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  1. #1
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    IE7 line-height refuses to work

    Hi all,

    To simplify the code and cut out a lot of the same I basically have something like this:

    <div id="featured">


    <div id="featured-nav">

    <a href="#" id="left" class="activeSlide">

    <img src="images/car_deals.png" width="110" height="75" alt="get the best car deals" />

    <h6>Whatever your chosen make or model, we have a deal right for you</h6>

    </a>

    </div>

    </div>

    #featured {
    width: 1144px;
    height: 480px;
    overflow: hidden;
    margin: 0 8px -10px 8px;
    }

    #featured-nav a {
    height: 82px;
    float: left;
    cursor: pointer;
    display: block;
    padding: 20px 10px 0px 130px;
    line-height: 18px;
    text-transform: uppercase;
    text-decoration: none;
    text-align: center;
    }


    This is part of an auto-slider on the index page. The <h6>'s get pasted over background images making up a silder button selector.

    Since most <h6> are pretty long and each slider button is only about 150px they extend over multiple lines (i.e. 2 or 3).

    All browsers meaning IE8, Chrome, Firefox, Opera, Safari, Flock do the rightful thing of rendering a line-height of 18px. All but not IE7.

    I've researched this online and it seems to be one of those IE7 bugs. A bug as it may be I've yet to find a way of forcing IE7 to give in.

    The only DIV around the "featured-nav" DIV is the "featured" DIV but this doesn't seem to be interfering any. This is proven by the fact that all browsers except IE7 change behaviour when I amend line-height: in "featured-nav". They do exactly as they're told.

    IE7 is just entirely ignorant to whatever line-height: I try and give it.

    IE7 doesn't like percentages, okay it gets em, doesn't like em, gets px but doesn't take note either.

    It's not a show stopper but would be nice to fix, especially as it's on the index page.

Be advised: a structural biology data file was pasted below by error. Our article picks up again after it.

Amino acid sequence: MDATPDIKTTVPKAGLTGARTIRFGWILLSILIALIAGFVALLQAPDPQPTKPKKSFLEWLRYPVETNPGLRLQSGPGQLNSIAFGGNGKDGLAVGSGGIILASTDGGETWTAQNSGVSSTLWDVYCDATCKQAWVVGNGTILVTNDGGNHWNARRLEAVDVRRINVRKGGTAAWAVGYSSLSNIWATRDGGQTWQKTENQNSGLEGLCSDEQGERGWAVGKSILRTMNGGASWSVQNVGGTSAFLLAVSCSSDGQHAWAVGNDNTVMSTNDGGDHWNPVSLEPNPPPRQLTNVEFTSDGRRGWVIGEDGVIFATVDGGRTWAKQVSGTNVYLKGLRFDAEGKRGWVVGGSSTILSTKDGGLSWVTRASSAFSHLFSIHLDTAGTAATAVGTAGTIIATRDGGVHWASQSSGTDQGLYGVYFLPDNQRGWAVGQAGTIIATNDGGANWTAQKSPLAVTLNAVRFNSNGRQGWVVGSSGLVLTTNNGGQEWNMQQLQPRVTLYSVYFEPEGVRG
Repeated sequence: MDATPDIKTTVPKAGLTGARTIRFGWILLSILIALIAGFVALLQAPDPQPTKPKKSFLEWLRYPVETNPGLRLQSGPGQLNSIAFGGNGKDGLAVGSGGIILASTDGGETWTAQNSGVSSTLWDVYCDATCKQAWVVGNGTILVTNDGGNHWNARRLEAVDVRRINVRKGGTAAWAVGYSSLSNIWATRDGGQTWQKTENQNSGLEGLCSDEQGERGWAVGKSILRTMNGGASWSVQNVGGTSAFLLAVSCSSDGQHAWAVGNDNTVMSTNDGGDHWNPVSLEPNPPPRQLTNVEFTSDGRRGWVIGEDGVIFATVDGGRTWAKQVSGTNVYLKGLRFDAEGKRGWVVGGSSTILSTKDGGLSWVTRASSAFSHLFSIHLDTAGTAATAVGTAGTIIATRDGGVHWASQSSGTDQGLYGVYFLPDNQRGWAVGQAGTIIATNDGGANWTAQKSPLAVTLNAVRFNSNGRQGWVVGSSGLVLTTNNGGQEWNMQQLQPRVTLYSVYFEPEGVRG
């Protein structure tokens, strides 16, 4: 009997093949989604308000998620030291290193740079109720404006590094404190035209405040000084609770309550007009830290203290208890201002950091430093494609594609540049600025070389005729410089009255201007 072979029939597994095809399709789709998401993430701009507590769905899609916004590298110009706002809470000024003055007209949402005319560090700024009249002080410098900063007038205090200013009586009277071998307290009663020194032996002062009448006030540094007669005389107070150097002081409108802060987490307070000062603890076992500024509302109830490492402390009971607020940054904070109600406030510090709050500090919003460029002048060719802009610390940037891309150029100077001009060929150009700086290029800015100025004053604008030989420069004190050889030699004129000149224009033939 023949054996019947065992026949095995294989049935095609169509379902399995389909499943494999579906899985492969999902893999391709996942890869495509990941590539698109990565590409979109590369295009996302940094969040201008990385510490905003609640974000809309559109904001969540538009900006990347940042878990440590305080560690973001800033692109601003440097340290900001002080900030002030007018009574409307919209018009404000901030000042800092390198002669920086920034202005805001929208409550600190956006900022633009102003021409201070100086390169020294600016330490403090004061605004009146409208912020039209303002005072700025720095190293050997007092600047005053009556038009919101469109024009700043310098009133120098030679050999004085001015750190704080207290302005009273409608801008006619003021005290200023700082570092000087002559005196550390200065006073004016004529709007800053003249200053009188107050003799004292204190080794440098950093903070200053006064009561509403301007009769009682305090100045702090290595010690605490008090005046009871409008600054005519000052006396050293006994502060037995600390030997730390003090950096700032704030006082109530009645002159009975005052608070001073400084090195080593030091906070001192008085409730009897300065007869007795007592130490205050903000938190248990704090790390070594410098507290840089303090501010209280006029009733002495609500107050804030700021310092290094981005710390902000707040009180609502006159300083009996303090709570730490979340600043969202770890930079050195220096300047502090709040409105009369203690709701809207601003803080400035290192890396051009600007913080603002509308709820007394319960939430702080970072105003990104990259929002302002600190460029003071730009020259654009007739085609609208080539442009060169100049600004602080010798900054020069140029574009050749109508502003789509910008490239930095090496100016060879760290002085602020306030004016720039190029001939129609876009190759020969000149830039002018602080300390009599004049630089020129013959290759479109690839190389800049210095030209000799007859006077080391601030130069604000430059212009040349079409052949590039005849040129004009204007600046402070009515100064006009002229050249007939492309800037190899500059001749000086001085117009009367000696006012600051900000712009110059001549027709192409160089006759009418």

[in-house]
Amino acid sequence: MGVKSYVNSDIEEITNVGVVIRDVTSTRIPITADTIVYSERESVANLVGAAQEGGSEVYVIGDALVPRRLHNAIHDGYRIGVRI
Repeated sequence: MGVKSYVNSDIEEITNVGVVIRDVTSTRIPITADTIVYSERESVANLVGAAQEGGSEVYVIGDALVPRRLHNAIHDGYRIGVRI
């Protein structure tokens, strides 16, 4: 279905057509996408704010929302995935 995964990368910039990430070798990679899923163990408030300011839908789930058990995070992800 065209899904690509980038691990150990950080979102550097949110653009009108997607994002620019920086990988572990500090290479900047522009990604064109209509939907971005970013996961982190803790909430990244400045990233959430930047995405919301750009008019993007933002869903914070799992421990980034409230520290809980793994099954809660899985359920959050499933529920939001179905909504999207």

Thanks many,

  2. #2
    It's all Geek to me silver trophybronze trophy
    ralph.m's Avatar
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    Not sure if this has anything to do with it, but unless you are using HTML5, you shouldn't have the <h6> inside the <a> element. It would be better to have the <h6> on the outside of the image and link. Have you tried to apply the line-height directly to the <h6>? And really, it's rarely if ever worth using an h6. Headings have meaning. Might be better just to use a <p> with style.

  3. #3
    The CSS Clinic is open silver trophybronze trophy
    Paul O'B's Avatar
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    Hi,

    The code you posted (although invalid as Ralph points out) doesn't exhibit the problems you mention. Do you have a link to an online version (or full html css)?

    It's likely an easy fix as there should be no real problem with this.

  4. #4
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    Quote Originally Posted by Paul O'B View Post
    Hi,

    The code you posted (although invalid as Ralph points out) doesn't exhibit the problems you mention. Do you have a link to an online version (or full html css)?

    It's likely an easy fix as there should be no real problem with this.
    Thanks for your response.

    Unfortunately I don't yet have an online version, was hoping to fix it all up on localhost before uploading it.